Philadelphia — Fr. Mark J. Haynes, 55, a Philadelphia archdiocesan priest and parochial vicar at a West Chester parish, was placed on administrative leave immediately after he was charged with six counts of possessing and disseminating child pornography.
Chester County police arrested Haynes, who had been at SS. Simon and Jude Parish in West Chester since 2013, on Oct. 22.
The Philadelphia archdiocese called the charges "serious and disturbing" in a statement Friday. Besides being placed on leave, Haynes no longer lives at the parish rectory.
The statement said no allegations of sexual abuse of a minor have ever been lodged against the priest, and there were no prior indications he was involved with child pornography.
"The archdiocese is cooperating fully with law enforcement regarding this matter and remains fervently committed to preventing child abuse as well as protecting the children and young people entrusted to its care," the statement read. "Child pornography is a scourge that must be eradicated."
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While on administrative leave, Haynes is not permitted to exercise public ministry, administer any of the sacraments, or present himself publicly as a priest.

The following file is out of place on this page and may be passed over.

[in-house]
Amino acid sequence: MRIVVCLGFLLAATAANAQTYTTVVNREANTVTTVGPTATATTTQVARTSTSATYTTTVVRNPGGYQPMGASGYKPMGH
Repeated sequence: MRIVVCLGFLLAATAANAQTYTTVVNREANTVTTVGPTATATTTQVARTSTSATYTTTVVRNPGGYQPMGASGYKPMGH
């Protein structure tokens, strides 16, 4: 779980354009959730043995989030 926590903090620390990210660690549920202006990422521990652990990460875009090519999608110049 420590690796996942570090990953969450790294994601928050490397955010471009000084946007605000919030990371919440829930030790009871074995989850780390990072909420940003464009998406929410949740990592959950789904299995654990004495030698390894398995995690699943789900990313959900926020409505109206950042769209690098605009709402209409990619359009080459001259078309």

He remained in Chester County Prison after failing to post 10 percent of bail set at $200,000.
Chester County District Attorney Tom Hogan said in a statement that county detectives traced Haynes' Instagram account as the source of sexually explicit photographs of children posted on the social media website.
"Every person who possesses child pornography is violating the rights and dignity of these young victims," Hogan said. "Every person who disseminates child pornography is continuing the cycle of depravity that makes children around the world vulnerable. No matter whether you are rich or poor, young or old, clergy or layperson, the possession of child pornography will lead to arrest, shame and jail."
Hogan added the investigation in the case is ongoing, and the archdiocese and SS. Simon and Jude Parish are cooperating fully in it.
"Given the number of parishes to which the defendant was assigned and his close proximity to children, we are concerned that other victims are out there,' " Hogan said. "Anybody with information should come forward immediately."
Haynes was ordained for the Philadelphia archdiocese in 1985. Since then he has served at seven parishes. He also is a former chaplain at Archbishop Wood High School in Warminster; was on the staff at the archdiocesan Office for Youth and Young Adults; and for several years was in the Office of the Metropolitan Tribunal.
[Matthew Gambino is director and general manager of CatholicPhilly.com, the news outlet of the Philadelphia archdiocese.]